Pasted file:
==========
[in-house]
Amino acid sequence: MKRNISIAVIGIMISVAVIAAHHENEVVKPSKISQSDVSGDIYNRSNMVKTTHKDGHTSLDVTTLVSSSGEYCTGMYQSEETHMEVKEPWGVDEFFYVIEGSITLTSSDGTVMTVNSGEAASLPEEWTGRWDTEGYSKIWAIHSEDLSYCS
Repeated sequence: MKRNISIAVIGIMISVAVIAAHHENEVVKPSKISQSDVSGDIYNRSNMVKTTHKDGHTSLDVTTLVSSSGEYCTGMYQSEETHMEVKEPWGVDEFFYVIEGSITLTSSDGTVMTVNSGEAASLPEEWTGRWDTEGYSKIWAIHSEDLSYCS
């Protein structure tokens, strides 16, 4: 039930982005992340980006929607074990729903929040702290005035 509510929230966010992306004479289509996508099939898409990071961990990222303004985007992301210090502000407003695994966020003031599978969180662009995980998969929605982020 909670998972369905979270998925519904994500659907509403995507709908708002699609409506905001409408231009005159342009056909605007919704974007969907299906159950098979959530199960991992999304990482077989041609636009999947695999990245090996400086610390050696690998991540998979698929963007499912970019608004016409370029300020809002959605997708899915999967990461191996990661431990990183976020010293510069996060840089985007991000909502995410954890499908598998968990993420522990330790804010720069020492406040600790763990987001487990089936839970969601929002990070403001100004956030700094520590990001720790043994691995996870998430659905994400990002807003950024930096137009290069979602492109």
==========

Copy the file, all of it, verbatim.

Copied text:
[in-house]
Amino acid sequence: MKRNISIAVIGIMISVAVIAAHHENEVVKPSKISQSDVSGDIYNRSNMVKTTHKDGHTSLDVTTLVSSSGEYCTGMYQSEETHMEVKEPWGVDEFFYVIEGSITLTSSDGTVMTVNSGEAASLPEEWTGRWDTEGYSKIWAIHSEDLSYCS
Repeated sequence: MKRNISIAVIGIMISVAVIAAHHENEVVKPSKISQSDVSGDIYNRSNMVKTTHKDGHTSLDVTTLVSSSGEYCTGMYQSEETHMEVKEPWGVDEFFYVIEGSITLTSSDGTVMTVNSGEAASLPEEWTGRWDTEGYSKIWAIHSEDLSYCS
């Protein structure tokens, strides 16, 4: 039930982005992340980006929607074990729903929040702290005035 509510929230966010992306004479289509996508099939898409990071961990990222303004985007992301210090502000407003695994966020003031599978969180662009995980998969929605982020 909670998972369905979270998925519904994500659907509403995507709908708002699609409506905001409408231009005159342009056909605007919704974007969907299906159950098979959530199960991992999304990482077989041609636009999947695999990245090996400086610390050696690998991540998979698929963007499912970019608004016409370029300020809002959605997708899915999967990461191996990661431990990183976020010293510069996060840089985007991000909502995410954890499908598998968990993420522990330790804010720069020492406040600790763990987001487990089936839970969601929002990070403001100004956030700094520590990001720790043994691995996870998430659905994400990002807003950024930096137009290069979602492109």